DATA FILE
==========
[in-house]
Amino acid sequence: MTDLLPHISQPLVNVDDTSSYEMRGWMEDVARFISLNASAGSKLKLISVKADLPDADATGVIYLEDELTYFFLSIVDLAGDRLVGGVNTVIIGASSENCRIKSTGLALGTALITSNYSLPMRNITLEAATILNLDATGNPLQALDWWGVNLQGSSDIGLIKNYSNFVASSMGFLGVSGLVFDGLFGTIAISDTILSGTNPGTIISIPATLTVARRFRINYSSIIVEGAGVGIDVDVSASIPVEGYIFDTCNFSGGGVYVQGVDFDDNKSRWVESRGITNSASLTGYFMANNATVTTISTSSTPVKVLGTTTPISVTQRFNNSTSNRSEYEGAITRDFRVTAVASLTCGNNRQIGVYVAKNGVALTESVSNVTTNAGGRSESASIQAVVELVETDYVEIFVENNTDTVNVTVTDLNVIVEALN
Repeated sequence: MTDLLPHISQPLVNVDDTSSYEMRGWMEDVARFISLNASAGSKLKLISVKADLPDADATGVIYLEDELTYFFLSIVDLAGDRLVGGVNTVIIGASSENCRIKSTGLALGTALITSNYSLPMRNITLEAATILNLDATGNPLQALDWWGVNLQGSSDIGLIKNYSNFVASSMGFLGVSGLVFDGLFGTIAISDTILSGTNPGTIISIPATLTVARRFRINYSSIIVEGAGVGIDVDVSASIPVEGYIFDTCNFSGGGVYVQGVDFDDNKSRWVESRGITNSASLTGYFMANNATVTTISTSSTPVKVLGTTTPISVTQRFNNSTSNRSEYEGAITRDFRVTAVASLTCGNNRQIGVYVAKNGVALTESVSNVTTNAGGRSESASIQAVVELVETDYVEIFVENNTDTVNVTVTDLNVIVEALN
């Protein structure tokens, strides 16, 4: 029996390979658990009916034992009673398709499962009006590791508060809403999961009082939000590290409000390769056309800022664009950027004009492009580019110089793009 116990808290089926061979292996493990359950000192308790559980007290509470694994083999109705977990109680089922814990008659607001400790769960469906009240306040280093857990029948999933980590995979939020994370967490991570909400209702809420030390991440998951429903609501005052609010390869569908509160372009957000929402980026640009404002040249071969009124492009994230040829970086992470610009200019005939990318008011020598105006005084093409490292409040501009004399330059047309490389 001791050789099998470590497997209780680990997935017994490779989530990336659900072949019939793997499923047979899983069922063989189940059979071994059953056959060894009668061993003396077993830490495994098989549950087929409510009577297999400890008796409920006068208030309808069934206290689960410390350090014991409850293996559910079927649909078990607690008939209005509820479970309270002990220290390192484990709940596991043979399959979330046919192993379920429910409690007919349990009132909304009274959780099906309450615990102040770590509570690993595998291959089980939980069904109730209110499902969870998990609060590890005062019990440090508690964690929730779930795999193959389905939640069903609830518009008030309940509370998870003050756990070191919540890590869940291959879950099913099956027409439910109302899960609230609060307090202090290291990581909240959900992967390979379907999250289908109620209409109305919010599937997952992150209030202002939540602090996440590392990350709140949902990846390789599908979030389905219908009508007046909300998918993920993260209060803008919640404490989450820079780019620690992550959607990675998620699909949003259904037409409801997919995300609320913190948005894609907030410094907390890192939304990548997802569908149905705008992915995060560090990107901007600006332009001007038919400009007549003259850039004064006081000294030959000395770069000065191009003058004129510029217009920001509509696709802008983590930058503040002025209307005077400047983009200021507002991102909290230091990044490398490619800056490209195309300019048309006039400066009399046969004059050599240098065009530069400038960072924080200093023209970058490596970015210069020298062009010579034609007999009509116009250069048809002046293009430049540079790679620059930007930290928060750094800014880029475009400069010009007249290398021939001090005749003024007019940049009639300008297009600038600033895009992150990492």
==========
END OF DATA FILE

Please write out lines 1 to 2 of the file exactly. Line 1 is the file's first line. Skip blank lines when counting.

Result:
[in-house]
Amino acid sequence: MTDLLPHISQPLVNVDDTSSYEMRGWMEDVARFISLNASAGSKLKLISVKADLPDADATGVIYLEDELTYFFLSIVDLAGDRLVGGVNTVIIGASSENCRIKSTGLALGTALITSNYSLPMRNITLEAATILNLDATGNPLQALDWWGVNLQGSSDIGLIKNYSNFVASSMGFLGVSGLVFDGLFGTIAISDTILSGTNPGTIISIPATLTVARRFRINYSSIIVEGAGVGIDVDVSASIPVEGYIFDTCNFSGGGVYVQGVDFDDNKSRWVESRGITNSASLTGYFMANNATVTTISTSSTPVKVLGTTTPISVTQRFNNSTSNRSEYEGAITRDFRVTAVASLTCGNNRQIGVYVAKNGVALTESVSNVTTNAGGRSESASIQAVVELVETDYVEIFVENNTDTVNVTVTDLNVIVEALN